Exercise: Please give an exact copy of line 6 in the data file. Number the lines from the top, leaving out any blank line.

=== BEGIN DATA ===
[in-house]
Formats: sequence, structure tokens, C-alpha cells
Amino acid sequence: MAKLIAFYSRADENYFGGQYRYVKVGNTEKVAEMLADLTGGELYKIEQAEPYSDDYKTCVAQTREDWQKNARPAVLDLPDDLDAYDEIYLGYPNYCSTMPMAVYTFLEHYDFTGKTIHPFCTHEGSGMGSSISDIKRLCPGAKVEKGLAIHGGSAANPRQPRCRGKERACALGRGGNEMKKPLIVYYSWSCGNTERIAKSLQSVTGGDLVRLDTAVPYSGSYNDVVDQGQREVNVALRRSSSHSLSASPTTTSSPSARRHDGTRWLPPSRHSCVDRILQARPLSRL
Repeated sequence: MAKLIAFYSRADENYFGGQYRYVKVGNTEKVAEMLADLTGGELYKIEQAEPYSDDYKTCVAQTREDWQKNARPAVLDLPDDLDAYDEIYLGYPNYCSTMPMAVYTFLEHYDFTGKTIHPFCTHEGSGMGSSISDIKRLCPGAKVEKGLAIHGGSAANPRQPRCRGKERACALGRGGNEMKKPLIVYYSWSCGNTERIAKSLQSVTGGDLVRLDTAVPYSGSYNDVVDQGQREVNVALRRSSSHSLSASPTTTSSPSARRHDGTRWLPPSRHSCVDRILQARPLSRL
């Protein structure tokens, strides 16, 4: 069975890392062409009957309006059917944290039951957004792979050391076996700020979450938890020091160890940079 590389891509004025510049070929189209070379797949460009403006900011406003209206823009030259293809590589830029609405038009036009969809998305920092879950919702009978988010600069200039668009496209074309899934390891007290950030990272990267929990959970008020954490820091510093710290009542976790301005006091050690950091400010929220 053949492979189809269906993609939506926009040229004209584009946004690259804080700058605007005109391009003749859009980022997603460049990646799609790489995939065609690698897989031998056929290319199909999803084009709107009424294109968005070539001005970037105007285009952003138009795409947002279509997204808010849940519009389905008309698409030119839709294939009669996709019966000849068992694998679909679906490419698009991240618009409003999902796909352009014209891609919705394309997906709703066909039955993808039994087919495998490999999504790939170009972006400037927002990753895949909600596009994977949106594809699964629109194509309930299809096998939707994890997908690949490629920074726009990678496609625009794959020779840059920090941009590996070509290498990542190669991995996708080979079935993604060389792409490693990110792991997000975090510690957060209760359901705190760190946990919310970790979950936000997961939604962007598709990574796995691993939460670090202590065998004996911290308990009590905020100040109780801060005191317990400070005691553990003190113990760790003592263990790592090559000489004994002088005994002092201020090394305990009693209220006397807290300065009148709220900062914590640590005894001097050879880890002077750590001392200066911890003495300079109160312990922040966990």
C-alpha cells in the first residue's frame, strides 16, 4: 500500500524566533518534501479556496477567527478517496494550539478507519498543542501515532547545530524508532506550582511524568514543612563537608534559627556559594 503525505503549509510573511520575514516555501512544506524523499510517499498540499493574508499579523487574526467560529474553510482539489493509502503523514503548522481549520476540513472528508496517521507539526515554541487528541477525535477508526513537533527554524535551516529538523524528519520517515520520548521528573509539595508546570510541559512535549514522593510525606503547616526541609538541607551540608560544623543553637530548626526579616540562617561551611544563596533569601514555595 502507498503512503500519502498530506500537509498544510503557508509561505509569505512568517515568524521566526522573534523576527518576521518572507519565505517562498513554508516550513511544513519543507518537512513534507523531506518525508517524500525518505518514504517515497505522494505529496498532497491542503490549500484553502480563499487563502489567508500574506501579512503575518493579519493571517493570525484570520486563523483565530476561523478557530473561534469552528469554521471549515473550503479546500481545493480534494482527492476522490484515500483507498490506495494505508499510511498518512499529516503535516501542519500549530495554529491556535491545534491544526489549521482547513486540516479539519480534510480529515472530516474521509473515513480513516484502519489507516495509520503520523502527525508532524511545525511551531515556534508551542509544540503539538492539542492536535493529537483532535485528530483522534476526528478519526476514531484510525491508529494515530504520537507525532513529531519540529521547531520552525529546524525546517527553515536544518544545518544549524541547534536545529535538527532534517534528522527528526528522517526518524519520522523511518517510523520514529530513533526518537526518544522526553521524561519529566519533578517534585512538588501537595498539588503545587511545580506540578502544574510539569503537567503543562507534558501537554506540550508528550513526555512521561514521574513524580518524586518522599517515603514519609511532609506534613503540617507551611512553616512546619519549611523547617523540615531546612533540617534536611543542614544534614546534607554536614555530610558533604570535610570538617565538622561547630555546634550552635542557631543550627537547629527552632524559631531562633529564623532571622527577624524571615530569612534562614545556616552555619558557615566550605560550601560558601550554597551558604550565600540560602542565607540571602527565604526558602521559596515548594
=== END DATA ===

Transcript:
C-alpha cells in the first residue's frame, strides 16, 4: 500500500524566533518534501479556496477567527478517496494550539478507519498543542501515532547545530524508532506550582511524568514543612563537608534559627556559594 503525505503549509510573511520575514516555501512544506524523499510517499498540499493574508499579523487574526467560529474553510482539489493509502503523514503548522481549520476540513472528508496517521507539526515554541487528541477525535477508526513537533527554524535551516529538523524528519520517515520520548521528573509539595508546570510541559512535549514522593510525606503547616526541609538541607551540608560544623543553637530548626526579616540562617561551611544563596533569601514555595 502507498503512503500519502498530506500537509498544510503557508509561505509569505512568517515568524521566526522573534523576527518576521518572507519565505517562498513554508516550513511544513519543507518537512513534507523531506518525508517524500525518505518514504517515497505522494505529496498532497491542503490549500484553502480563499487563502489567508500574506501579512503575518493579519493571517493570525484570520486563523483565530476561523478557530473561534469552528469554521471549515473550503479546500481545493480534494482527492476522490484515500483507498490506495494505508499510511498518512499529516503535516501542519500549530495554529491556535491545534491544526489549521482547513486540516479539519480534510480529515472530516474521509473515513480513516484502519489507516495509520503520523502527525508532524511545525511551531515556534508551542509544540503539538492539542492536535493529537483532535485528530483522534476526528478519526476514531484510525491508529494515530504520537507525532513529531519540529521547531520552525529546524525546517527553515536544518544545518544549524541547534536545529535538527532534517534528522527528526528522517526518524519520522523511518517510523520514529530513533526518537526518544522526553521524561519529566519533578517534585512538588501537595498539588503545587511545580506540578502544574510539569503537567503543562507534558501537554506540550508528550513526555512521561514521574513524580518524586518522599517515603514519609511532609506534613503540617507551611512553616512546619519549611523547617523540615531546612533540617534536611543542614544534614546534607554536614555530610558533604570535610570538617565538622561547630555546634550552635542557631543550627537547629527552632524559631531562633529564623532571622527577624524571615530569612534562614545556616552555619558557615566550605560550601560558601550554597551558604550565600540560602542565607540571602527565604526558602521559596515548594